Rwanda's ruling party was set to win three-quarters of directly elected parliamentary seats in this week's poll though the opposition Greens won seats for the first time, provisional results showed Tuesday.
Long-time ruler President Paul Kagame's Rwandan Patriotic Front (RPF), and its seven smaller allied parties, had 74 percent of the votes after Monday's election, with most of the ballots counted, equating to 40 seats in parliament, a slight drop on five years earlier.
Three other parties supporting the government's policies shared out most of the other seats. Final results are not due until 16 September.
Parties were vying for 53 of the country's 80 directly elected parliamentary seats of which 24 are reserved for women, two for youth and one for the disabled, all chosen by special councils and national committees.
Instead of voting for individual lawmakers, Rwandans vote for a party which then decides the candidates to enter parliament.
The country's only critical opposition, the Green Party made a political breakthrough, despite the expected dominance of the RPF.
The Greens became the first opposition party to enter parliament, according to the provisional results, winning two seats.
"It's a sign that Rwanda is opening up its political spectrum," said Green party leader Frank Habineza, a former RPF member who has become a critic of Kagame's policies.
"We have reached a significant objective in obtaining parliamentary seats," he added, after the Greens, the only opposition party tolerated in Rwanda, won five percent of the popular vote, the minimum required for parliamentary representation.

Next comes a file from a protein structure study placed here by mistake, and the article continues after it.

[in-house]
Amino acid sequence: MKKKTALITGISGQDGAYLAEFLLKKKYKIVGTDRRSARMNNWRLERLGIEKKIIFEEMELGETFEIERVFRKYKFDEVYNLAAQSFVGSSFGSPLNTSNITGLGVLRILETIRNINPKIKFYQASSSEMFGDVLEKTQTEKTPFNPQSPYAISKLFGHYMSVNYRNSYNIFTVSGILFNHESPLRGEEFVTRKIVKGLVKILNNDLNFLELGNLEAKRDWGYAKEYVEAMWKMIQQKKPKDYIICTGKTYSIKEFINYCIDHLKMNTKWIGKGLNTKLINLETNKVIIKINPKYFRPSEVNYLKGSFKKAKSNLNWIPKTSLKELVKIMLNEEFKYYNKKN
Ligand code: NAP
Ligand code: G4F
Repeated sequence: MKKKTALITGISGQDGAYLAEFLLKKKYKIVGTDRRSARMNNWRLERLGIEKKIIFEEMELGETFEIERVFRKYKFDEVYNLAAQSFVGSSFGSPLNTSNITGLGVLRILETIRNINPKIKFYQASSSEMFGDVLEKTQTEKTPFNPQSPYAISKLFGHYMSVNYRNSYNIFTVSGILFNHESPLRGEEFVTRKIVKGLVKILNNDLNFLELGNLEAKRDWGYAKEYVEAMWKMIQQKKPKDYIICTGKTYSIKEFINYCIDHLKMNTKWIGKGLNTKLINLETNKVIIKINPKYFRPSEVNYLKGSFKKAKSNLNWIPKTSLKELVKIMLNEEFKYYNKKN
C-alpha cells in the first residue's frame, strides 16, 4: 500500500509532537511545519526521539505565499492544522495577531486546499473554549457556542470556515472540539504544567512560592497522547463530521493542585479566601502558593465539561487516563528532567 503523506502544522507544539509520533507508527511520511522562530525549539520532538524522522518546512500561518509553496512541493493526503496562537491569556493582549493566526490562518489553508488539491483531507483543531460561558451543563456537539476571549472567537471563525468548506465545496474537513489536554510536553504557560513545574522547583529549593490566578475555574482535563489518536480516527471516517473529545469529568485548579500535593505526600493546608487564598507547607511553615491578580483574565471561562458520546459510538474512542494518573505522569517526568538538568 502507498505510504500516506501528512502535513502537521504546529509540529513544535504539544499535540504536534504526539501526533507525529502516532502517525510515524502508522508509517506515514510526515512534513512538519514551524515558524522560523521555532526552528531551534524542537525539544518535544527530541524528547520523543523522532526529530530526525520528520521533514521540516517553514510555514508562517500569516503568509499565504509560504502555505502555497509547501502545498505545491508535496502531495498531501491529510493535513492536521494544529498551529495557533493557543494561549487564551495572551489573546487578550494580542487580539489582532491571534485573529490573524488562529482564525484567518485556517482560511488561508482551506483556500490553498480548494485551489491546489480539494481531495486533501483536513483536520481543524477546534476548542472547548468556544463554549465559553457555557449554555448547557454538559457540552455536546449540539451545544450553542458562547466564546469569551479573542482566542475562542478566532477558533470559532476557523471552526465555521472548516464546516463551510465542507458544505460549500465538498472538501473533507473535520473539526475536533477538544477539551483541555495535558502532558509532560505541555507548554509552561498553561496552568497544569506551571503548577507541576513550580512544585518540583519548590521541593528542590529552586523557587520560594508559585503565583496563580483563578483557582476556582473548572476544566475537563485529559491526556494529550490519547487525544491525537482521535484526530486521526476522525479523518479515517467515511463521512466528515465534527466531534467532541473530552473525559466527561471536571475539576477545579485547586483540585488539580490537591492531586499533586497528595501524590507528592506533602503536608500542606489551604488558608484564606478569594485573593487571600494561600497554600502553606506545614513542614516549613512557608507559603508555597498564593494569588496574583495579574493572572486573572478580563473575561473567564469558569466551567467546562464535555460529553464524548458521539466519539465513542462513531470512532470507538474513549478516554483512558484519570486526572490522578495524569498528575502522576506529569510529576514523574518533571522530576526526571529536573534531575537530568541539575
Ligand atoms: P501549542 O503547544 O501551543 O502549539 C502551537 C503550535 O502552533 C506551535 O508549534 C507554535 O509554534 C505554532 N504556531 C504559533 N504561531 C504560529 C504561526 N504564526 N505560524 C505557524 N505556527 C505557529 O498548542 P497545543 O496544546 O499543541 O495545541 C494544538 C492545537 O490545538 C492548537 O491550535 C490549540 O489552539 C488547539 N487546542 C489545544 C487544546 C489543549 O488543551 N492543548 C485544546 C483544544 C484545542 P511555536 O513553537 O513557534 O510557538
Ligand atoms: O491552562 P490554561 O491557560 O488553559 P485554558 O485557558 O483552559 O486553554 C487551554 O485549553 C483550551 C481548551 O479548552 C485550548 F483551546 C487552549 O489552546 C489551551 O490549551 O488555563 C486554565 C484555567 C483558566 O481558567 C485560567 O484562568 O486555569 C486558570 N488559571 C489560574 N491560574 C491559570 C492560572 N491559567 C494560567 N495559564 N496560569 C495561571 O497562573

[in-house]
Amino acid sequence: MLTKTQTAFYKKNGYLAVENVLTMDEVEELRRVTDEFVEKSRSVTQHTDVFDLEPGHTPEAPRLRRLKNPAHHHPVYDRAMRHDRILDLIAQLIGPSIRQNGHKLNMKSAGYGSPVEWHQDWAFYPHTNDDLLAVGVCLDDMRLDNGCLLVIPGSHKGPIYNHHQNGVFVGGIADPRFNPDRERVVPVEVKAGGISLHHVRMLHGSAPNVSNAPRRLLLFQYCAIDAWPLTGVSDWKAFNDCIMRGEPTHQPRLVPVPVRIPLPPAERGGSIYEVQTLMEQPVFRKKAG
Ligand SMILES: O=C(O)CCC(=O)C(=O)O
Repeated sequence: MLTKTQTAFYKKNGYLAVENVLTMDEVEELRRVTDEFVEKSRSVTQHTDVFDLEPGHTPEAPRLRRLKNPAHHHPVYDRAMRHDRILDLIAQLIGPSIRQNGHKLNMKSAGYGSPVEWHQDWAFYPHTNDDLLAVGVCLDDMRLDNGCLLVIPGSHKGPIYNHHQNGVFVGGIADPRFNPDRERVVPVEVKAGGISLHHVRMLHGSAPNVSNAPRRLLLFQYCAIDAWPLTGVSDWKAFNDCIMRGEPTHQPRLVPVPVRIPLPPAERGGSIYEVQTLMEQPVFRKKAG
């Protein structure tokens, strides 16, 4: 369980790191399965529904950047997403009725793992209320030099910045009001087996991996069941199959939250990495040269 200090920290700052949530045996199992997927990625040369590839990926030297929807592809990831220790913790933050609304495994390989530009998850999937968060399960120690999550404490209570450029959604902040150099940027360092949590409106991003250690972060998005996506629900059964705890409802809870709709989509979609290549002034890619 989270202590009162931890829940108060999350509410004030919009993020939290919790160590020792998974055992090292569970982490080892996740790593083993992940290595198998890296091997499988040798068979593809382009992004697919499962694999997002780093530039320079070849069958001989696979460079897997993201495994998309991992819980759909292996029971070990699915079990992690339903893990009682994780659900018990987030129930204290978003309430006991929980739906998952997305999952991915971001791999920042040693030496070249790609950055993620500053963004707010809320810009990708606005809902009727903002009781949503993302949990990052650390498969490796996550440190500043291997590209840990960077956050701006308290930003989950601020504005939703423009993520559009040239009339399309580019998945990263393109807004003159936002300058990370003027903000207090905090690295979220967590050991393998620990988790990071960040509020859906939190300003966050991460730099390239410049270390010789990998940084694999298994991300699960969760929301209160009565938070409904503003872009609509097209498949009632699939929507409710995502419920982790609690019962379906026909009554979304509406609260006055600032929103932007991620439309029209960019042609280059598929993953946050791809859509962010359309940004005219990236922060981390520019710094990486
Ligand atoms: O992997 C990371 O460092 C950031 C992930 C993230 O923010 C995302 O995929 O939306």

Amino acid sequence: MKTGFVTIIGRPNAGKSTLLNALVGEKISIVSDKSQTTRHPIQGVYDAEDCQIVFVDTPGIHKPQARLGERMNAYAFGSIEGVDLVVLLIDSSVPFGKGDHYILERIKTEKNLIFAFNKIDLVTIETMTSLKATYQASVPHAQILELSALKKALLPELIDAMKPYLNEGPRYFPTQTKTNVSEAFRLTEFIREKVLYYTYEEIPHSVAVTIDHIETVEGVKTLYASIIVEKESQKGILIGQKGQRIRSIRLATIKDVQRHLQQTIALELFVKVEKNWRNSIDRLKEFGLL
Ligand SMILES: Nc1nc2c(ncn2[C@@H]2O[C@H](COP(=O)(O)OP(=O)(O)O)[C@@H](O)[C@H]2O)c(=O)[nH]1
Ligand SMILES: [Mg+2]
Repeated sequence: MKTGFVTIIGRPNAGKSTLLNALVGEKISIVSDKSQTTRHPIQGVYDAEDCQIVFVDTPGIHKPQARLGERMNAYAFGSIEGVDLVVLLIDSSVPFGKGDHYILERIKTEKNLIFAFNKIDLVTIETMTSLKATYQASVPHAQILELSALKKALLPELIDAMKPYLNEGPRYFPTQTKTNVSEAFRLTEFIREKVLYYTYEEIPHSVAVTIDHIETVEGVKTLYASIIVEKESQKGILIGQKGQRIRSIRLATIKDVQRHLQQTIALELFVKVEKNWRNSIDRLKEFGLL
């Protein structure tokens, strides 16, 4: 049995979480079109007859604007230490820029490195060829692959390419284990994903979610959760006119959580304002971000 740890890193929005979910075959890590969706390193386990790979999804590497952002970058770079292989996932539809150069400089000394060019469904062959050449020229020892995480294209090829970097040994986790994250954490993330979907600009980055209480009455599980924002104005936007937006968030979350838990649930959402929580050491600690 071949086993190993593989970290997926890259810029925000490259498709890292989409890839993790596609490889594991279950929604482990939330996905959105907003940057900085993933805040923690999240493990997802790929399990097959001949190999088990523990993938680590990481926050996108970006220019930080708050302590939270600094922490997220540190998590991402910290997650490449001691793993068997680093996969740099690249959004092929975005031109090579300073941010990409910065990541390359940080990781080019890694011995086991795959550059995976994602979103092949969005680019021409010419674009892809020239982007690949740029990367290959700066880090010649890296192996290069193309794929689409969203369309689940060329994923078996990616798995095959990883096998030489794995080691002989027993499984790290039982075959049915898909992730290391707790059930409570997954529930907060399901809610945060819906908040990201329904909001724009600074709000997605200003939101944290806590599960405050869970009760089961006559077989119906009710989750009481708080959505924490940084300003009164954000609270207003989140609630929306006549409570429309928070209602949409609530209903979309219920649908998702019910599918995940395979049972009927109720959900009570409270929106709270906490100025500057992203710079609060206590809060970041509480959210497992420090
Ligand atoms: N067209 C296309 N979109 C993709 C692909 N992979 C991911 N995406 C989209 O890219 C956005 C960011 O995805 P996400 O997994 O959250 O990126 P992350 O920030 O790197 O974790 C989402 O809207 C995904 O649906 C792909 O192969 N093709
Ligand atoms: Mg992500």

Habineza had won only 0.45 percent of the vote in last year's presidential election, won by Kagame with 99 percent.
Another opposition aspirant, Diane Rwigara, was blocked from contesting that presidential election before being arrested and charged with treason.
Nearly all of Rwanda's seven million registered voters took part in Monday's legislative vote, according to the National Election Commission.
The projected 75 percent for the RPF would represent a slight decline since the last parliamentary poll five years ago, but still guarantees the ruling party's dominance.
Despite winning widespread praise for the high level of female representation in Rwanda's parliament, the legislature does not challenge Kagame, preferring to act as a rubber stamp for his initiatives.
Three years ago parliament unanimously approved a plan to hold a constitutional referendum that changed presidential term limits, clearing the way for Kagame to stay in power until 2034.
The outgoing parliament has also approved harsh prison terms for journalists publishing cartoons deemed "embarrassing to government authorities".
Kagame has been the de-facto leader of Rwanda since 1994 when, as a 36-year-old, his rebel army routed extremist Hutu forces who slaughtered an estimated 800,000 people -- mainly minority Tutsis -- and seized Kigali.
Kagame is hailed for his role in halting the genocide and turning around Rwanda's economy but criticised for his iron-fisted rule with rights groups regularly accusing him of ruling through fear and crushing free speech.